Including covariates in differential analyses

Covariates such as batch or other factors can be "regressed out" in differential analyses


Finding genes that are differentially expressed between conditions is an integral part of understanding the molecular basis of phenotypic variation. Differentially expressed (DE) genes show differences in expression level between conditions or in other ways are associated with given predictors or responses.

Some experimental designs have confounding factors that, when adjusted for, produce more accurate results. Imagine an experiment where you want to compare treatment vs. control groups. However, if each of the replicates comes from a particular source, such as a different patient or cell line, the baseline differences in expression can be so great that it limits the differences you would see when comparing treatment vs. control. You can include the source within the differential expression model as a covariate in order to adjust for those differences, thus providing more confidence in the comparison results. 

Some of the common confounding variables include: batch, cell line, tissue, patient_id.

Example: confounding variables in studies using patient samples

In the study we'll be using here to illustrate, we have patients of different ages and sexes, so we've included columns for each of those biological factors in the sample data table in Pluto. When we're asking a scientific question like "How does gene expression change in patients with CoV2 infection compared to healthy uninfected controls," it's important to be aware that biological factors such as patient age or sex could impact their gene expression, and thus may be reflected in your differential analysis results if not accounted for.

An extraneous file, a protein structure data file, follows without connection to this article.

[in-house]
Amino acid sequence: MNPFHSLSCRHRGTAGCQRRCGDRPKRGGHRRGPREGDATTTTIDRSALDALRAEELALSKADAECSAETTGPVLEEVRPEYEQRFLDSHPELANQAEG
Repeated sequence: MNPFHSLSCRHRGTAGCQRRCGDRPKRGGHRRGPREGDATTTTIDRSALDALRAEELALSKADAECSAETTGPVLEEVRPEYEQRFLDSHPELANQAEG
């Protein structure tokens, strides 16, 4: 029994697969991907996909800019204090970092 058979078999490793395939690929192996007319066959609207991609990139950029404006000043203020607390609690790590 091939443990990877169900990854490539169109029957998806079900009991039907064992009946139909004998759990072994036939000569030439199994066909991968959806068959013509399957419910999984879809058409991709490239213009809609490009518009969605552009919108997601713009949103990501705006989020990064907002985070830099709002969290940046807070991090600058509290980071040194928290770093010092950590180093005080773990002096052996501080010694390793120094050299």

Covariates in differential analyses in Pluto

To try including one or more covariates when running a differential analysis in Pluto:

0. Make sure to include any potential confounding variables in your sample data table in Pluto.

1.  First select one or more "Variables" to group your samples by, and define an experimental and control group like you normally would. These groups should correspond to the scientific hypothesis you are testing. In the below example, we'll be testing for gene expression differences with CoV2 infection compared to Control (no infection).

2. Toggle on the "Covariates" option and select one or more covariates. These represent potentially confounding factors in your experiment. In this example, we are including sex as a potentially confounding factor because there are likely sex-related differences in gene expression that we want to adjust for in order to investigate the specific scientific question of interest here, which is infection vs control.